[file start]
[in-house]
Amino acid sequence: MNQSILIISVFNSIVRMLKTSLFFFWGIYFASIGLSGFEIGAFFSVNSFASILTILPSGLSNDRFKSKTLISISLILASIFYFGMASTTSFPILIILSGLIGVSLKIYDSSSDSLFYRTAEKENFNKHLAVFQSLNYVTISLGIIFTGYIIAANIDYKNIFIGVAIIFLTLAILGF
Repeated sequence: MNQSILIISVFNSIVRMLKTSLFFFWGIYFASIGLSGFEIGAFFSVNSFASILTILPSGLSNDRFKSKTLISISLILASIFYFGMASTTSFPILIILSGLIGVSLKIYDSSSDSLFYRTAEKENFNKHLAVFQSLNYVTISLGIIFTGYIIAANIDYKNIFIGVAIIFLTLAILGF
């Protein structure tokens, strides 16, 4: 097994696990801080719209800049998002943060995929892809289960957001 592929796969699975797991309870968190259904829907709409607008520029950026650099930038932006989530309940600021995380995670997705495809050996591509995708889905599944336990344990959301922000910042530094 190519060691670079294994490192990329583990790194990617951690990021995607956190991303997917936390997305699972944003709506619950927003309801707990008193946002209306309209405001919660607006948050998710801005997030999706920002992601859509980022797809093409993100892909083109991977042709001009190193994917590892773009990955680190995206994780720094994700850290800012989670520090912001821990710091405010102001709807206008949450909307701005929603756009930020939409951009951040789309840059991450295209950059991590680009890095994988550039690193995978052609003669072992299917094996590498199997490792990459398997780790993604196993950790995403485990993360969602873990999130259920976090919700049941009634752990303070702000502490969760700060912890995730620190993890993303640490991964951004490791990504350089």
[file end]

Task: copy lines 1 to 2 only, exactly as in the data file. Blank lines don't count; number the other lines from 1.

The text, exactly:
[in-house]
Amino acid sequence: MNQSILIISVFNSIVRMLKTSLFFFWGIYFASIGLSGFEIGAFFSVNSFASILTILPSGLSNDRFKSKTLISISLILASIFYFGMASTTSFPILIILSGLIGVSLKIYDSSSDSLFYRTAEKENFNKHLAVFQSLNYVTISLGIIFTGYIIAANIDYKNIFIGVAIIFLTLAILGF